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A split is growing between cities that want to require private companies to give workers paid sick days and states that are determined to stop them.
Yet for an epidemic that often festers in private, this study [by the Massachusetts Department of Public Health] also points to a solution in the workplace: keeping workers safe, first and foremost, and if they do get hurt, ensuring “Access to care, support, and the means to take time off of work with pay.”
As more cities mandate paid sick days for workers, the reaction from many small businesses is a big, so what?
"Paid sick leave, minimum-wage hikes, higher taxes on the rich for teachers -- these are all overwhelmingly popular among both Democratic and Republican voters," Saru Jayaraman, an academic at the University of California at Berkeley and co-founder of Restaurant Opportunities Centers United, which has pushed raising the wage for tipped workers. "Ballot measures are the greatest path to allow working people to move the issues they believe in, but they're being subverted."
Danielle Atkinson, founder of Michigan Time to Care, which spearheaded the paid sick leave proposal, was grateful for the approval of the proposal, but said that her group will now spend its time making sure it’s not gutted after the election.
The problem with policies that don't distinguish between leisure time and sick time, however, is that workers often will go to great lengths to avoid taking off for the latter. As such, many have a tendency to come to work sick, which pretty much benefits no one.
The county legislature is considering a bill to require all employers provide some sick time, even for part-time workers – although the smallest businesses would be able to make it unpaid. [Includes video.]
Employees without paid sick benefits – of which there are 34.2 million in the private sector – are three times more likely to have family incomes below the poverty line, according to research from Florida Atlantic University and Cleveland State University published in Social Work in Health Care.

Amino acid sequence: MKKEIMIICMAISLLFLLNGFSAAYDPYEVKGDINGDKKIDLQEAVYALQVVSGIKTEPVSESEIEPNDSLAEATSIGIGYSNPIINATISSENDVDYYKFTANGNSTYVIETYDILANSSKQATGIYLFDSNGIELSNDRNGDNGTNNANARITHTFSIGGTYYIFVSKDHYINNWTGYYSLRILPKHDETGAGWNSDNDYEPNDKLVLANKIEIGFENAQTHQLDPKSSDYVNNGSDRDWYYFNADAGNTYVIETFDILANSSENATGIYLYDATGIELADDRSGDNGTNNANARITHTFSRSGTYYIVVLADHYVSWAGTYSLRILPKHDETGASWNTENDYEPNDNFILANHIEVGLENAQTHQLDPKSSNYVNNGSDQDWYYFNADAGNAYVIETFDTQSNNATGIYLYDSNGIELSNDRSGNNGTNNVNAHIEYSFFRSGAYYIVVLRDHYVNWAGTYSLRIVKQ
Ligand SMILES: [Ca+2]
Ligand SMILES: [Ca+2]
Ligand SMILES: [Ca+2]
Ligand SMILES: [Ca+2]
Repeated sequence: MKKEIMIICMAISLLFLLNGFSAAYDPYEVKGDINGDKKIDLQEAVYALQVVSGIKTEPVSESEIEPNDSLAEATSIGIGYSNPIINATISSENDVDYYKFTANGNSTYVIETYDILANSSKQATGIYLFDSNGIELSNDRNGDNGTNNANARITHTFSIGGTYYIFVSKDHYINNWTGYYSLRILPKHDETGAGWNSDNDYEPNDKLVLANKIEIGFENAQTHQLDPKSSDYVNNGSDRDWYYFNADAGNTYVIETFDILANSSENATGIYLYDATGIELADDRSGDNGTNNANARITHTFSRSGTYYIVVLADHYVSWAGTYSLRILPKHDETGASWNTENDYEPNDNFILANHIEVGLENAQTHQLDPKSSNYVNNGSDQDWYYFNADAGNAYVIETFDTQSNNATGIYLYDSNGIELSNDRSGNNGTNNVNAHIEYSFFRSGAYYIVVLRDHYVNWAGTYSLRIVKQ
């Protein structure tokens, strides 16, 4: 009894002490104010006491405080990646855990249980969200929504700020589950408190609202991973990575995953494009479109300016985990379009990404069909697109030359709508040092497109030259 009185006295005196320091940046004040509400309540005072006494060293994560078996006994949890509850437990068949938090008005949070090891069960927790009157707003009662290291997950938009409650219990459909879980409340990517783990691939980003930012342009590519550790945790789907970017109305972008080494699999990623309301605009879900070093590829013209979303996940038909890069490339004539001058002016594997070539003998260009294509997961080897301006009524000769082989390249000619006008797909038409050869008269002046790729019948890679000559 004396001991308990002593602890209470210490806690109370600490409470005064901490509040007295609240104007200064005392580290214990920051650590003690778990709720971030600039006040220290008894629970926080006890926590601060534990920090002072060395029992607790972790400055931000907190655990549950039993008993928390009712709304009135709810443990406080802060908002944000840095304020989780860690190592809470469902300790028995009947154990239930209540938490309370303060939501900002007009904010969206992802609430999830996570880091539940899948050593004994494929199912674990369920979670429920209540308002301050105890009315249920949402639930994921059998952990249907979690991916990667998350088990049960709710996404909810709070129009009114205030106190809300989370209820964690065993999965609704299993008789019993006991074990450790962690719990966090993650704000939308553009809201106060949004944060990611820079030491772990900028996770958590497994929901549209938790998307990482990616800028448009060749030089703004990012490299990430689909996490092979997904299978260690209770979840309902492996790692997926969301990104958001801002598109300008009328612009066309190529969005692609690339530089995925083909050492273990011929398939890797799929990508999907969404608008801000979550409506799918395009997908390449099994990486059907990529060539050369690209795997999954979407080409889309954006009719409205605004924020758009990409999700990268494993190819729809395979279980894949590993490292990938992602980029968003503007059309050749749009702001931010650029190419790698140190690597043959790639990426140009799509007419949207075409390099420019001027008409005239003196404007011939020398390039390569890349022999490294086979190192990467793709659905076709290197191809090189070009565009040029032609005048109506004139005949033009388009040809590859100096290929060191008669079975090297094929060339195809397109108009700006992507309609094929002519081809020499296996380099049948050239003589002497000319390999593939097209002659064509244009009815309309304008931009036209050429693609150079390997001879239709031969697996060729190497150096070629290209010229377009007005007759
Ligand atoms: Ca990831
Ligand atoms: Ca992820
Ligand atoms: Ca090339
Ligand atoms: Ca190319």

"We're here tonight to speak up for the 350,000 people currently who do not have [paid] sick time," local business owner Julio Lopez said.
Dawn Dalton, the policy director at the Washington, D.C., Coalition Against Domestic Violence, said scheduling demands are consistently the largest obstacle standing between the victim and a different life: “I hear, again and again, ‘I just can’t get time off work.’”
People need time to care for themselves or a sick loved one, which is why 44 jurisdictions have passed paid sick days. Yet, lobbyists are urging Congress to give wealthy corporations a way to evade state and local laws and go back to putting limits and punishments on their employees for using the paid sick time they’ve earned.
Maythe made the decision to stay home from the bakery where she works to take care of her 9-year-old son. It turned out he had the flu, and she had to miss three days of work. She didn’t get paid for those days, and it set her family back on their bills.
While Rhode Island's paid sick and safe leave law protects survivors of domestic violence and sexual assault so they don't have to worry about losing their jobs while going to court or seeing a doctor, advocates argue that H.R. 4219 - the Workflex in the 21st Century Act currently on the table - would put these protections at risk.
A bill in the Pennsylvania legislature that intends to reverse Philadelphia’s sick leave ordinance may also affect LGBTQ employment protections.
The new [paid sick days] law struck a chord with some employees at Langosta Lounge. "When you miss one day, it kind of domino-effects," said Ryan Harrington, 30, of Bradley Beach, a server there. "A little less money for whatever bill I have to pay, or something I want to do. That one day can set me back for the month."
Workers without paid sick leave are three times more likely to have incomes below the poverty line, two new studies find. Compared to adults who have the employee benefit, those without paid sick leave are also more likely to have difficulty affording food. They're also more likely to use welfare assistance, the researchers said.
At first, I didn’t take the paid sick leave initiative in San Antonio seriously enough, maybe because I’m fortunate enough to be compensated for days I’m out sick. Call it a failure of empathy.
Workers in Westchester rallied Monday afternoon in support of paid sick leave. Labor leaders say 125,000 employees in the county do not have it.
The Institute for Women’s Policy Research (IWPR) has released a new study which finds that approximately 39 percent of San Antonio workers lack paid sick leave, a figure which puts San Antonio above the estimated national average of 36 percent.
Ale Tierra-Williams, a San Antonio-based cook, says the issue is not only a professional concern but also a matter of public health. "The thing is that I work in the service industry so I cannot be at work if I'm sick," she says. "So that will be, for me, it's losing hours, losing money and possibly getting fired. It's that serious."
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